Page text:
Unfair Dismissal Case Highlights the Importance of Social Media Policy
The background to the case is that a Melbourne hair-dresser who, amongst other reasons, was dismissed after talking disparagingly about her employer on Facebook has successfully argued that her termination constitutes an unfair dismissal. The hairdresser was successful on arguments other than the Facebook issue, but the case still raises important issues about the use of social media by employees.
Commissioner Bissett made the very important observation that: “Postings on Facebook and the general use of social networking sites by individuals to display their displeasure with their employer or a co-worker are becoming more common. What might previously have been a grumble about their employer over a coffee or drinks with friends has turned into a posting on a website that, in some cases, may be seen by an unlimited number of people. Posting comments about an employer on a website (Facebook) that can be seen by an uncontrollable number of people is no longer a private matter but a public comment.”
Employees should not be under the false impression that their Facebook postings are private, even if their privacy settings are reasonably tight. Any ‘friend’ on Facebook can simply copy and paste those comments, and they can be passed on indefinitely. Employers also need to be aware of this and understand that their employees are in fact, engaging in social media increasingly, both during and outside of work hours. Employers should take this into account when making business decisions, particularly around the management of employees in this medium.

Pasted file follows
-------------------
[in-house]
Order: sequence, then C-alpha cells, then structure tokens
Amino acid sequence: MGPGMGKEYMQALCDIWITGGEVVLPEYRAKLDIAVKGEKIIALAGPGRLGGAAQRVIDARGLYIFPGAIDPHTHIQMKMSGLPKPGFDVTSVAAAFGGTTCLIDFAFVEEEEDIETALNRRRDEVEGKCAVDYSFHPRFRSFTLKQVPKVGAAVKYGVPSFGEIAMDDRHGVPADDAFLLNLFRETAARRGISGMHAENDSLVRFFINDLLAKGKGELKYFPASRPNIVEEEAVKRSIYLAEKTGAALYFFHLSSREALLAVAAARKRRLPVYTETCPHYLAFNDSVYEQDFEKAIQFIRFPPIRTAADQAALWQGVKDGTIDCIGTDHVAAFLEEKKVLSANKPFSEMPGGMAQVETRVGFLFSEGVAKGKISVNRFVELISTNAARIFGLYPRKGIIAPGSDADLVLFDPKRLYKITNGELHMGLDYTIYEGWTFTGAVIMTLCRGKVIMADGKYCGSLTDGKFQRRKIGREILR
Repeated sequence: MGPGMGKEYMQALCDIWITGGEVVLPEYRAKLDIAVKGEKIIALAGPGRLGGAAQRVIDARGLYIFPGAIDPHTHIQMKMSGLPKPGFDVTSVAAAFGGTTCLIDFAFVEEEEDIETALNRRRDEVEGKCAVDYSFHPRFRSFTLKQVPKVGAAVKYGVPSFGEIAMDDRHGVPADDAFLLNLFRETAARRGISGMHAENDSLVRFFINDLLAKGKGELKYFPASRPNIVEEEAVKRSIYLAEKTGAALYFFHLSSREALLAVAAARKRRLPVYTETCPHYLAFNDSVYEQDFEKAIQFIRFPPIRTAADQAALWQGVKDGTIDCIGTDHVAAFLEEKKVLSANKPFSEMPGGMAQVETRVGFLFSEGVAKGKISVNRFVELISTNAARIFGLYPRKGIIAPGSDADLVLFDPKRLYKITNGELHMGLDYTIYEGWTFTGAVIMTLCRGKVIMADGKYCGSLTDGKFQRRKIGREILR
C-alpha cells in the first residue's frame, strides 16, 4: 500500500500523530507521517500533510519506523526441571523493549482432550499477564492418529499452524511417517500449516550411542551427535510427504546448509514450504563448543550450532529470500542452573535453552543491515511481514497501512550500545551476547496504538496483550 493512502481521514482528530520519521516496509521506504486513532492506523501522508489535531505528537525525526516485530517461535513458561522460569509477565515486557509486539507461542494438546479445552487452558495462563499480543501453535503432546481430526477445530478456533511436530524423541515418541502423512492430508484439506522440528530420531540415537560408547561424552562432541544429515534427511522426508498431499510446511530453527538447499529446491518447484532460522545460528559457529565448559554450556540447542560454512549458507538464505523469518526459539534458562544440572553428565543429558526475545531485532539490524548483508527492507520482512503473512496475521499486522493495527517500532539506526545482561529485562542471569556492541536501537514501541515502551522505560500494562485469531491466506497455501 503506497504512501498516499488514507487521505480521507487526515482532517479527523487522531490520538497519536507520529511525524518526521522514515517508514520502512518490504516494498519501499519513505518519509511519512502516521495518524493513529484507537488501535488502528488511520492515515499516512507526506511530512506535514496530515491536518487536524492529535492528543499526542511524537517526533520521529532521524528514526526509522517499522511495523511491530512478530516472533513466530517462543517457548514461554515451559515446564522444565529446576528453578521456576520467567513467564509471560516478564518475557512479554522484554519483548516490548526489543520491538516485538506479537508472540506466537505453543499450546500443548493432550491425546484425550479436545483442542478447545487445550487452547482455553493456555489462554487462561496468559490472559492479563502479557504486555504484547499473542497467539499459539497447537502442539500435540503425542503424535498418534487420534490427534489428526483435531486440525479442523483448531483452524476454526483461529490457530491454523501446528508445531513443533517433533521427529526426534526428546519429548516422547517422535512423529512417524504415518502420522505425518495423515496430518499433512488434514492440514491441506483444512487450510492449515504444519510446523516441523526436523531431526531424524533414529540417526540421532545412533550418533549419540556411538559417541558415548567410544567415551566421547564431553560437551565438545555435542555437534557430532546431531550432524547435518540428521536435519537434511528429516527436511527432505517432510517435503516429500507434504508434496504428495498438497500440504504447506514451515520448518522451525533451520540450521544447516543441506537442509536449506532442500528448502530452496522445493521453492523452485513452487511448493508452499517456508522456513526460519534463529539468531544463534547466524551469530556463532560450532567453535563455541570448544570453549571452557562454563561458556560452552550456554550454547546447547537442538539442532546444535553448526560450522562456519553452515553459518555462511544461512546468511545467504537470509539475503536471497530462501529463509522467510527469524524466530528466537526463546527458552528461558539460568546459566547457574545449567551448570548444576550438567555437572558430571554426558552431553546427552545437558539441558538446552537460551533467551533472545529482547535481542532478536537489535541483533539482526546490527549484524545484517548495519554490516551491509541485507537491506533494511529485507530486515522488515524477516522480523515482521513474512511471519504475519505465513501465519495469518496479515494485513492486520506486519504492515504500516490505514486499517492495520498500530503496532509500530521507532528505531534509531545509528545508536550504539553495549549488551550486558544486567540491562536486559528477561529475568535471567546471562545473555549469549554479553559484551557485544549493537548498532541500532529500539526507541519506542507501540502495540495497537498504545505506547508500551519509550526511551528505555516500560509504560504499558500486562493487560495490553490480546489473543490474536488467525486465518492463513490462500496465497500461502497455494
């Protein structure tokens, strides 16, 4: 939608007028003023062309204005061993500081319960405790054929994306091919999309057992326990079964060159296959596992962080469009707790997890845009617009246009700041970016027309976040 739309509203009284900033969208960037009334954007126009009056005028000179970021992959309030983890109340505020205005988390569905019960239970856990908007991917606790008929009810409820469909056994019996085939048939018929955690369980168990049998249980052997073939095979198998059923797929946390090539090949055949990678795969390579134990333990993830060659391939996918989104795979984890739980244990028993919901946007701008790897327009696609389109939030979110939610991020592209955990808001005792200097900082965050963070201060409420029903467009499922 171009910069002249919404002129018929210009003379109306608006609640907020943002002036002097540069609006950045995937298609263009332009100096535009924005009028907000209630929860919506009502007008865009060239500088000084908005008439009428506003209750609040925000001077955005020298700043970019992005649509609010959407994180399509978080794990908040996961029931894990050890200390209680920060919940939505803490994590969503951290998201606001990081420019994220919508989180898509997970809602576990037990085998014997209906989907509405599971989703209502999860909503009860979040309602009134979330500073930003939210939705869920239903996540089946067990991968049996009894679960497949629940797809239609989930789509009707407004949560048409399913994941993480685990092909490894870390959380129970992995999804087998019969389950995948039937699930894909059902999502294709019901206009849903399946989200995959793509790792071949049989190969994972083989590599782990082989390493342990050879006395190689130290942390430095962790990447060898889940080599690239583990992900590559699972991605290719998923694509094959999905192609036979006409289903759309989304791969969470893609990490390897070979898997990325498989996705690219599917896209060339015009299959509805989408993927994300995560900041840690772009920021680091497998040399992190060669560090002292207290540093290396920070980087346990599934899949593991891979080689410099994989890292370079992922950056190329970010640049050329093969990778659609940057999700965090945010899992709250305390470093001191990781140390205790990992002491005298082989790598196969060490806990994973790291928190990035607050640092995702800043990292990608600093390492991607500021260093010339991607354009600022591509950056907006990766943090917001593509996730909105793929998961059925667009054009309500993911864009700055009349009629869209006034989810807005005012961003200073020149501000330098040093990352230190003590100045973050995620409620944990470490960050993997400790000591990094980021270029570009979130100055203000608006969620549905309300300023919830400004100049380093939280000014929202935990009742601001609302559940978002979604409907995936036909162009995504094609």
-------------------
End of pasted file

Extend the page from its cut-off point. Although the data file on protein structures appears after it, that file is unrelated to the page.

As an employer, there is already some recourse to a legal remedy for certain employee behaviour outside of normal working hours. The principle from Rose v Telstra may apply. That is, an employee can be held responsible for behaviour outside working hours if it breaches an express term of the employment contract.
Implications for Employers
In this particular case, the comments made on Facebook were not deemed to be harsh enough to warrant the employee’s dismissal. However, in many cases , comments on Facebook and other social media sites will be damaging and harsh enough to cause the employer to consider dismissing the employee. It is important therefore that employers effectively communicate concerns about potential damage to its business as a result of its employees making inappropriate commentary. Such communication should inform the employee of what is expected in relation to this activity and to highlight some of the pitfalls where the use of the sites may fall foul of employment obligations. In short, employers must have a comprehensive social media policy in place.
Unfortunately, most Australian businesses do not have a social media policy in place. Consequently it can become problematic, no matter how serious a social media blunder may be, to terminate employment within the law.
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